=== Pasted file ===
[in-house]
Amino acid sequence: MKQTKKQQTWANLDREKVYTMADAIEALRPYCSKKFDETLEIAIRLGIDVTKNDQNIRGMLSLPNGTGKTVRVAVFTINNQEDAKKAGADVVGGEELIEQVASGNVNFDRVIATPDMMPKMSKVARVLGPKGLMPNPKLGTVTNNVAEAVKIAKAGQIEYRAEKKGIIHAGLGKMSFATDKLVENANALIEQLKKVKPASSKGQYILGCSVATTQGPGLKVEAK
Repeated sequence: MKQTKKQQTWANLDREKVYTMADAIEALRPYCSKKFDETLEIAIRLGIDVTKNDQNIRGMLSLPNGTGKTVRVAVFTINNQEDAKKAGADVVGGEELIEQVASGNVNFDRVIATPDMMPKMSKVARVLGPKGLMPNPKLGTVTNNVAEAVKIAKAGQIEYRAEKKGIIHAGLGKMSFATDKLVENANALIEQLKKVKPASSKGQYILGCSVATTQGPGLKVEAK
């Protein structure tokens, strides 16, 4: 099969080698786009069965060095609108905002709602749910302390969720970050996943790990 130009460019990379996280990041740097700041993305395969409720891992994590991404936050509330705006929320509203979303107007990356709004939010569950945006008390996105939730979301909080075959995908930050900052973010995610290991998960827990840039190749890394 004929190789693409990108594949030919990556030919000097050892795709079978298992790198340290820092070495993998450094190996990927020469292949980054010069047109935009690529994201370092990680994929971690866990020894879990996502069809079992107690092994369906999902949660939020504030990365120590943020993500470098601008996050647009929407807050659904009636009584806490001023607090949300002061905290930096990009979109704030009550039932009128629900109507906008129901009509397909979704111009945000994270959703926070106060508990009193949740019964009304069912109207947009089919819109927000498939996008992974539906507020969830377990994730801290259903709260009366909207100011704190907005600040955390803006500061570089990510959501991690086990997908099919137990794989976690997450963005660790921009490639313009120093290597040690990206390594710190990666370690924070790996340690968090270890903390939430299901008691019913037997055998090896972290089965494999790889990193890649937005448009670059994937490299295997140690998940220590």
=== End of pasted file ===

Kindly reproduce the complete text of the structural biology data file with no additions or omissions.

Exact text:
[in-house]
Amino acid sequence: MKQTKKQQTWANLDREKVYTMADAIEALRPYCSKKFDETLEIAIRLGIDVTKNDQNIRGMLSLPNGTGKTVRVAVFTINNQEDAKKAGADVVGGEELIEQVASGNVNFDRVIATPDMMPKMSKVARVLGPKGLMPNPKLGTVTNNVAEAVKIAKAGQIEYRAEKKGIIHAGLGKMSFATDKLVENANALIEQLKKVKPASSKGQYILGCSVATTQGPGLKVEAK
Repeated sequence: MKQTKKQQTWANLDREKVYTMADAIEALRPYCSKKFDETLEIAIRLGIDVTKNDQNIRGMLSLPNGTGKTVRVAVFTINNQEDAKKAGADVVGGEELIEQVASGNVNFDRVIATPDMMPKMSKVARVLGPKGLMPNPKLGTVTNNVAEAVKIAKAGQIEYRAEKKGIIHAGLGKMSFATDKLVENANALIEQLKKVKPASSKGQYILGCSVATTQGPGLKVEAK
């Protein structure tokens, strides 16, 4: 099969080698786009069965060095609108905002709602749910302390969720970050996943790990 130009460019990379996280990041740097700041993305395969409720891992994590991404936050509330705006929320509203979303107007990356709004939010569950945006008390996105939730979301909080075959995908930050900052973010995610290991998960827990840039190749890394 004929190789693409990108594949030919990556030919000097050892795709079978298992790198340290820092070495993998450094190996990927020469292949980054010069047109935009690529994201370092990680994929971690866990020894879990996502069809079992107690092994369906999902949660939020504030990365120590943020993500470098601008996050647009929407807050659904009636009584806490001023607090949300002061905290930096990009979109704030009550039932009128629900109507906008129901009509397909979704111009945000994270959703926070106060508990009193949740019964009304069912109207947009089919819109927000498939996008992974539906507020969830377990994730801290259903709260009366909207100011704190907005600040955390803006500061570089990510959501991690086990997908099919137990794989976690997450963005660790921009490639313009120093290597040690990206390594710190990666370690924070790996340690968090270890903390939430299901008691019913037997055998090896972290089965494999790889990193890649937005448009670059994937490299295997140690998940220590």